reflects the preferences of the shopper who searches out the lowest prices each week, and also the consumer who stockpiles during a particularly good special, but then purchases nothing until the next special” (Richardson, 2000:12). In some instances, few consumers purchase at the shelf price that the BLS agent happens to observe. How many people buy Chicken-of-the-Sea tuna fish when the Bumblebee next to it is on sale for half price? Feenstra and Shapiro (2001) cite marketing literature indicating that there is substantial consumer substitution across weeks in response to price changes and advertising. Also, their own data on canned tuna show a high degree of price variation and substantial response of consumer demand to that variation (Feenstra and Shapiro, 2001). Using shelf prices assumes rigidity in consumer shopping behavior, since items in each week of pricing are treated independently and that elasticity of substitution among them is zero (Richardson, 2000). Proponents of unit value pricing argue that is it better to consider purchases in different weeks of a month as purchases of the same good in the context of consumers’ utility. It is certainly worth noting as well that, at some level, price averaging must take place to construct any price index.
Whatever the outcome of these specific questions, it is clear that scanner data allow researchers to look at all sorts of interesting things. They facilitate comparisons of series that combine price data in different ways, including alternative index formulas, such as short time-lag superlatives. The ScanData team, for instance, was able to compute several indexes contemporaneously (using a Paasche construction as the lower bound with which to test other indexes). Additionally, the sheer volume and detail of scanner data also facilitate hedonic analyses of quality change (such as Ioannidis and Silver, 1999). Even when scanner data are ultimately not used to construct an index, availability of the data can only advance the pace of research that leads to improvements in the index generally.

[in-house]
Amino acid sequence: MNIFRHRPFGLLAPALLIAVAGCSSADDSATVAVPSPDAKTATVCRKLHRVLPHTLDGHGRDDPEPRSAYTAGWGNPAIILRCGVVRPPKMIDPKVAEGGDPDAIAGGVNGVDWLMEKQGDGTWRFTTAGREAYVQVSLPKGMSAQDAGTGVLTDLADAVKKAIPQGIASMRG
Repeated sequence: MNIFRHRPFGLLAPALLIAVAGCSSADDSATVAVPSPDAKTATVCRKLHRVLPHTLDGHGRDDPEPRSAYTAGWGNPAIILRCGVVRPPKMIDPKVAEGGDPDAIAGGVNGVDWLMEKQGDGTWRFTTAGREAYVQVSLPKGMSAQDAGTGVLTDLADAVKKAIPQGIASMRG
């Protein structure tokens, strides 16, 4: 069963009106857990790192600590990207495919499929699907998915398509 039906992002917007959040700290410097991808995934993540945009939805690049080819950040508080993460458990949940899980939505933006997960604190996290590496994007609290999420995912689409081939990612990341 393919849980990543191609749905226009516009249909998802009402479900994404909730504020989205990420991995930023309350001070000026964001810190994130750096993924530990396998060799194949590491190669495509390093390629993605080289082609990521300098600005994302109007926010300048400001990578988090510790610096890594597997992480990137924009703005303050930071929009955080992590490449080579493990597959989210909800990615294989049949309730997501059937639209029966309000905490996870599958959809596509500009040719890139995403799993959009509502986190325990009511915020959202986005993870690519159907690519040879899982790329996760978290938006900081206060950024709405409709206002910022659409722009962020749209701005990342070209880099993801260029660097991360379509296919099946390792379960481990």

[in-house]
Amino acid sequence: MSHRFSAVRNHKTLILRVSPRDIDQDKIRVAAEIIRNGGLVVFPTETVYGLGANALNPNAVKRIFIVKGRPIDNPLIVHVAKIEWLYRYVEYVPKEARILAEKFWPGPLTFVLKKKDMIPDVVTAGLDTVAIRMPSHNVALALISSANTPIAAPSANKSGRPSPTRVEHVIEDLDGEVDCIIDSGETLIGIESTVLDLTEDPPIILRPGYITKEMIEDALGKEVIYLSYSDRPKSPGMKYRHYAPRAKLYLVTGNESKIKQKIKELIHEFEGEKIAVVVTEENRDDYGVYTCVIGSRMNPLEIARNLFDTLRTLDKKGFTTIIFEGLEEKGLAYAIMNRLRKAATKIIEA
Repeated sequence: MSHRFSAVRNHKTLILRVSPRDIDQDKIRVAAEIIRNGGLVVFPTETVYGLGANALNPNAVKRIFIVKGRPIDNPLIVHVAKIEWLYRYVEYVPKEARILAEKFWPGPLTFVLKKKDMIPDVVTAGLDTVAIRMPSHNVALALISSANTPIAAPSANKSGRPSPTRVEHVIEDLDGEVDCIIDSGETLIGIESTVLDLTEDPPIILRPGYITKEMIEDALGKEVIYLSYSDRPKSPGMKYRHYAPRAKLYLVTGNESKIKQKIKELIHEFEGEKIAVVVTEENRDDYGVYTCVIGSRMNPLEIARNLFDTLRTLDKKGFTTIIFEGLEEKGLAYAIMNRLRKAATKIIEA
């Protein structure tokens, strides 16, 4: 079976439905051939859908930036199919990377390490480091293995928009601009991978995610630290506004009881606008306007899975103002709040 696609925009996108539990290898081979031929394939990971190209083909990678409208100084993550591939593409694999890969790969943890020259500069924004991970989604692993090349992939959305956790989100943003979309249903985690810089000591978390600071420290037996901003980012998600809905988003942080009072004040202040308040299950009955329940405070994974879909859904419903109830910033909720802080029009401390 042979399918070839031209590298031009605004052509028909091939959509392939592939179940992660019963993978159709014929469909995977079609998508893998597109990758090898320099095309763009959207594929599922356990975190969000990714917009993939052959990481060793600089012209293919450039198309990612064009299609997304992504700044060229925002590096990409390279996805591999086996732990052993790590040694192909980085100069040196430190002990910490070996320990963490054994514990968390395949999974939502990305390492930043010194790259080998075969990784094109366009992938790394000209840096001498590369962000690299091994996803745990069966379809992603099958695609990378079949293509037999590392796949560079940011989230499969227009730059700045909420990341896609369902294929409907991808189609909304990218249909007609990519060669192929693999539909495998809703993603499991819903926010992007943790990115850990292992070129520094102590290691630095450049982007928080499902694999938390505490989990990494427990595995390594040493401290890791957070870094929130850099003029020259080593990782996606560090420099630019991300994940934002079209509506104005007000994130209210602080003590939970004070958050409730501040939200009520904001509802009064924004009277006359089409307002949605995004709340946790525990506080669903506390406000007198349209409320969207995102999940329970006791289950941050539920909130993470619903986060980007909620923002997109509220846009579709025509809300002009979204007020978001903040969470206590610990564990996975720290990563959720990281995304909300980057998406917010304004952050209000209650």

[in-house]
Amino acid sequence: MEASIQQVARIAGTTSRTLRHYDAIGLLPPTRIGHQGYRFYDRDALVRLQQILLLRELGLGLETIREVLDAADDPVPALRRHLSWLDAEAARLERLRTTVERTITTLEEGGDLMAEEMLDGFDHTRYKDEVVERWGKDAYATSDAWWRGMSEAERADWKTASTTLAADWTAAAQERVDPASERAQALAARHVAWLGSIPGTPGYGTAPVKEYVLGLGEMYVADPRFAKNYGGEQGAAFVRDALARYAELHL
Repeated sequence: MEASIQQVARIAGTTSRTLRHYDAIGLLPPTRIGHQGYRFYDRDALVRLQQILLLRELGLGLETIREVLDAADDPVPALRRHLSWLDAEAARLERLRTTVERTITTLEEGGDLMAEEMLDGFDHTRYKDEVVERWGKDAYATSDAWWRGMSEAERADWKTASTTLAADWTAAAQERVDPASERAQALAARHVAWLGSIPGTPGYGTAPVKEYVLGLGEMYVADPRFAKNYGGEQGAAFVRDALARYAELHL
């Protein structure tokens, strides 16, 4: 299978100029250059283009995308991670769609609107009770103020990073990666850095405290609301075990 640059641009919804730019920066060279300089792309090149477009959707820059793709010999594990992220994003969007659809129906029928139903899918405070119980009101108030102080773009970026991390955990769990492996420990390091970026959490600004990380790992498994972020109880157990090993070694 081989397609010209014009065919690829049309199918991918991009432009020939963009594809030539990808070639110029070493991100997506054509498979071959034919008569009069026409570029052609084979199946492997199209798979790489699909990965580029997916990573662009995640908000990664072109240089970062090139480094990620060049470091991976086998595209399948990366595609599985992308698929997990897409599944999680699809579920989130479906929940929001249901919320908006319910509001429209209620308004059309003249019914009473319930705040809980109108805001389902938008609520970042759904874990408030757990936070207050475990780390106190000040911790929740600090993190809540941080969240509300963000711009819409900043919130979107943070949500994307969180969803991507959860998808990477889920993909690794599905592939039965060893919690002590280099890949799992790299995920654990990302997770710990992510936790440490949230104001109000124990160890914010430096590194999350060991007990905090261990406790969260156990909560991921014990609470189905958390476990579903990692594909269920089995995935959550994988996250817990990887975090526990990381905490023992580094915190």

Early results for the ScanData cereal test indicate that introduction of scanner data may have a significant effect on index performance. For the February 1998 through June 2000 period, cereal inflation for the New York metropolitan statistical area, as measured by the CPI, rose from (a re-based) 100 to 101.1. The geomean scanner index completed the series at 104.9. This 3.8 percent difference may have been attributable to several factors. First, the universe of outlets for the two indexes was not identical; ScanData was missing data from a wholesale club. There was also a sharp decrease in the regular CPI for cereal in October 1999 that did not appear in the scanner data and is difficult to explain. Also, the Tornqvist index rose more rapidly than did the geomean, indicating that, at least for cereal in New York, elasticity of substitution is less than 1.0, as assumed under the geomean method (Richardson, 2000).
It is also important to assess the extent of practical advantages of scanner data that might add to the viability of its regular use. The ScanData experiment has produced favorable results in a number of areas showing, specifically, that: